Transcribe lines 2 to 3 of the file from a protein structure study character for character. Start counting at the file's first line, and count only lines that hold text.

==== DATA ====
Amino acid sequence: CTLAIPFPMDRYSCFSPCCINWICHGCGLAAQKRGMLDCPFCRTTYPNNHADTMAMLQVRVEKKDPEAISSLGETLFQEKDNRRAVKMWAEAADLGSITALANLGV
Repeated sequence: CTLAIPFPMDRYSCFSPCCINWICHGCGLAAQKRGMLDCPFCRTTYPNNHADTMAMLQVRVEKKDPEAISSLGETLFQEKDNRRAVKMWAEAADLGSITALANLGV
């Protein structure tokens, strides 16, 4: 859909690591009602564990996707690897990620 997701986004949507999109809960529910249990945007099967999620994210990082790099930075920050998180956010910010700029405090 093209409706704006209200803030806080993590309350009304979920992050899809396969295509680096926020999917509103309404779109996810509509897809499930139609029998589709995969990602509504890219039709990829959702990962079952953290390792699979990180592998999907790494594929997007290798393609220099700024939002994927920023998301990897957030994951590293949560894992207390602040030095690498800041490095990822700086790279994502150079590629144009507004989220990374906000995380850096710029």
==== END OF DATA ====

Repeated sequence: CTLAIPFPMDRYSCFSPCCINWICHGCGLAAQKRGMLDCPFCRTTYPNNHADTMAMLQVRVEKKDPEAISSLGETLFQEKDNRRAVKMWAEAADLGSITALANLGV
């Protein structure tokens, strides 16, 4: 859909690591009602564990996707690897990620 997701986004949507999109809960529910249990945007099967999620994210990082790099930075920050998180956010910010700029405090 093209409706704006209200803030806080993590309350009304979920992050899809396969295509680096926020999917509103309404779109996810509509897809499930139609029998589709995969990602509504890219039709990829959702990962079952953290390792699979990180592998999907790494594929997007290798393609220099700024939002994927920023998301990897957030994951590293949560894992207390602040030095690498800041490095990822700086790279994502150079590629144009507004989220990374906000995380850096710029």